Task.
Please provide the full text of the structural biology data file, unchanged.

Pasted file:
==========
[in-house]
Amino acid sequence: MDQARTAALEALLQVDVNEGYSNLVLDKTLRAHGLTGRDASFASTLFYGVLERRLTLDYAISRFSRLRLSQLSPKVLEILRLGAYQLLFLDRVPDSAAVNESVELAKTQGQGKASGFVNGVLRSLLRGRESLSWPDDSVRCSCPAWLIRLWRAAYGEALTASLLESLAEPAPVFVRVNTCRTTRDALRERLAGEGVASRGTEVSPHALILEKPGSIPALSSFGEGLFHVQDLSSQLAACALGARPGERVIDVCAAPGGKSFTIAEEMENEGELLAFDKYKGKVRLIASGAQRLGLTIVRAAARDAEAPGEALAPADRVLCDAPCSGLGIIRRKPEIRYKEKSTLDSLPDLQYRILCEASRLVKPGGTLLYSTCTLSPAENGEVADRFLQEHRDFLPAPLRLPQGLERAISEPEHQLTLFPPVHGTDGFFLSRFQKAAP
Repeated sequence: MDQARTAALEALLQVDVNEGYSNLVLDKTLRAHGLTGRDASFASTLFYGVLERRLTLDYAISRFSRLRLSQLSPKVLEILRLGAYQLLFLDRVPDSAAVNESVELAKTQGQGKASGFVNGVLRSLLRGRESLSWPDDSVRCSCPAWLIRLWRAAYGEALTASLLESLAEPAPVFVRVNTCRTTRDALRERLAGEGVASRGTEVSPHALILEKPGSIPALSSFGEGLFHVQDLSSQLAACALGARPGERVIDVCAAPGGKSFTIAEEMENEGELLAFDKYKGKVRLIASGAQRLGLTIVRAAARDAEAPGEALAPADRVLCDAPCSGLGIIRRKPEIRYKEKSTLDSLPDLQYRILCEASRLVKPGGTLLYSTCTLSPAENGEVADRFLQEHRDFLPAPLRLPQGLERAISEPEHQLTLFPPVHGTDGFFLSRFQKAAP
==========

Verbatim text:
[in-house]
Amino acid sequence: MDQARTAALEALLQVDVNEGYSNLVLDKTLRAHGLTGRDASFASTLFYGVLERRLTLDYAISRFSRLRLSQLSPKVLEILRLGAYQLLFLDRVPDSAAVNESVELAKTQGQGKASGFVNGVLRSLLRGRESLSWPDDSVRCSCPAWLIRLWRAAYGEALTASLLESLAEPAPVFVRVNTCRTTRDALRERLAGEGVASRGTEVSPHALILEKPGSIPALSSFGEGLFHVQDLSSQLAACALGARPGERVIDVCAAPGGKSFTIAEEMENEGELLAFDKYKGKVRLIASGAQRLGLTIVRAAARDAEAPGEALAPADRVLCDAPCSGLGIIRRKPEIRYKEKSTLDSLPDLQYRILCEASRLVKPGGTLLYSTCTLSPAENGEVADRFLQEHRDFLPAPLRLPQGLERAISEPEHQLTLFPPVHGTDGFFLSRFQKAAP
Repeated sequence: MDQARTAALEALLQVDVNEGYSNLVLDKTLRAHGLTGRDASFASTLFYGVLERRLTLDYAISRFSRLRLSQLSPKVLEILRLGAYQLLFLDRVPDSAAVNESVELAKTQGQGKASGFVNGVLRSLLRGRESLSWPDDSVRCSCPAWLIRLWRAAYGEALTASLLESLAEPAPVFVRVNTCRTTRDALRERLAGEGVASRGTEVSPHALILEKPGSIPALSSFGEGLFHVQDLSSQLAACALGARPGERVIDVCAAPGGKSFTIAEEMENEGELLAFDKYKGKVRLIASGAQRLGLTIVRAAARDAEAPGEALAPADRVLCDAPCSGLGIIRRKPEIRYKEKSTLDSLPDLQYRILCEASRLVKPGGTLLYSTCTLSPAENGEVADRFLQEHRDFLPAPLRLPQGLERAISEPEHQLTLFPPVHGTDGFFLSRFQKAAP